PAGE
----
Overall, Roadside is a great book for young people, and Ms. Dokos did a remarkable job engaging the reader throughout the book.
Roadside is a gripping tale of triumph over tragedy. Selena is a strong woman who fights through the physical, mental, and emotional violation of her body, and over time, the healing of her mind and spirit as the narrative unfolds.
This is the second book I've read from the author, and I enjoy how she allows the reader to organically unravel the plot.
Zayne is the hero in Roadside. He and his father find Selena's lifeless body on the roadside. His tenderness, kindness, and compassion earns Selena's trust, and the push and pull of their growing friendship evolves into a blistering attraction. Will Selena and Zayne allow their friendship to develop into something more? That my friends, you'll need to read for yourself.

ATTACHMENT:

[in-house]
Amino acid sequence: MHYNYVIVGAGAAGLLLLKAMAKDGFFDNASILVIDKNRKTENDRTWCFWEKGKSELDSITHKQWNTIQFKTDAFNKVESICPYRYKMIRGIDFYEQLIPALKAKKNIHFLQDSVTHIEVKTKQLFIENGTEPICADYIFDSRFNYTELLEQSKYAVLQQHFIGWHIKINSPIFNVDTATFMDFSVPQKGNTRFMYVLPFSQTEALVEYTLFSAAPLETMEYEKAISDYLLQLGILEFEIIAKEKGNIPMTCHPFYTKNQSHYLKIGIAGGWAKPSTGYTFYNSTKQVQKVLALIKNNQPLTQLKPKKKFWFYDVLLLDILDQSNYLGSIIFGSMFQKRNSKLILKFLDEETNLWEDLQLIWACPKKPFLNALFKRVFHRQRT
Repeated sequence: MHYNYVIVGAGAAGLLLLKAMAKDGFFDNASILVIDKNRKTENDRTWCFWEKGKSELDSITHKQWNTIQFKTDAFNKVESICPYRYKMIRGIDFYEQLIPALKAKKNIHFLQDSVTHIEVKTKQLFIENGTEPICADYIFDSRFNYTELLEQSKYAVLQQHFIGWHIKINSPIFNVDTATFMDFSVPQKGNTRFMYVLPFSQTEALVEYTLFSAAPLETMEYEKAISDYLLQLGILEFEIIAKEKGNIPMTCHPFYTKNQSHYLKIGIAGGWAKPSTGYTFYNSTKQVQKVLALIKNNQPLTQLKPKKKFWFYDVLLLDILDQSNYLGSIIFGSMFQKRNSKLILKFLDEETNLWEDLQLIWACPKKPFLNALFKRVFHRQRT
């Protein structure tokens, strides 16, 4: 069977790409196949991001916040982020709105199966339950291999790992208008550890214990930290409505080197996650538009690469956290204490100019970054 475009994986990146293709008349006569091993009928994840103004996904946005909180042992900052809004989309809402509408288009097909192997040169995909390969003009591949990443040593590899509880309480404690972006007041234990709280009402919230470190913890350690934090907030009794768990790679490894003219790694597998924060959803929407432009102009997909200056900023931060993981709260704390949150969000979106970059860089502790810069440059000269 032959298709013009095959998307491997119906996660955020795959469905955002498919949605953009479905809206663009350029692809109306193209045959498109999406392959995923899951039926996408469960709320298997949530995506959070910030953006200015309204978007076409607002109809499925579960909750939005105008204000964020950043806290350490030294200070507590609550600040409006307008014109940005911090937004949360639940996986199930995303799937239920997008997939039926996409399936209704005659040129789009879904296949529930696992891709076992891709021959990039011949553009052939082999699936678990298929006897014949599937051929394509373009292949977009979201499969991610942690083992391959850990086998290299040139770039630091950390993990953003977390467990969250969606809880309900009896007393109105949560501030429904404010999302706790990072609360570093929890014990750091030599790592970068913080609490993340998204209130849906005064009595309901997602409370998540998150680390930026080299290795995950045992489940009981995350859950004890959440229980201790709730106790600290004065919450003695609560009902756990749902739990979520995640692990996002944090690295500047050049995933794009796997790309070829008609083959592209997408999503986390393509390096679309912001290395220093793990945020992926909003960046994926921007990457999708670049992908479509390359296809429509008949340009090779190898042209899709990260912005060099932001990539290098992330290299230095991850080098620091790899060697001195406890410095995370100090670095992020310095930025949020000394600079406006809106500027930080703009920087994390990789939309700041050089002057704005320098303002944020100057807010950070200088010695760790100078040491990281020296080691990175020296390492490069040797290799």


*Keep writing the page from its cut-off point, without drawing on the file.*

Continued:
The story has a great premise that could have made for a deep, rich love story, and as it was, it wasn't bad. I loved the character of Destiny and how she related to Serena, and there were some great one-liners in this sweet romance. However, there were some things that kept me from rating it higher. The pacing was off for me. Some things happened far too quickly, while time was spent in other places that didn't seem quite as important. Some of the dialogue was stiff, and not how most people in their early twenties talk; the same can be said for a lot of the texting conversations. There were several instances where things were explained through dialogue rather than shown through action and exposition. While I liked the characters well enough, there was enough telling rather than showing that it kept pulling me out of their heads.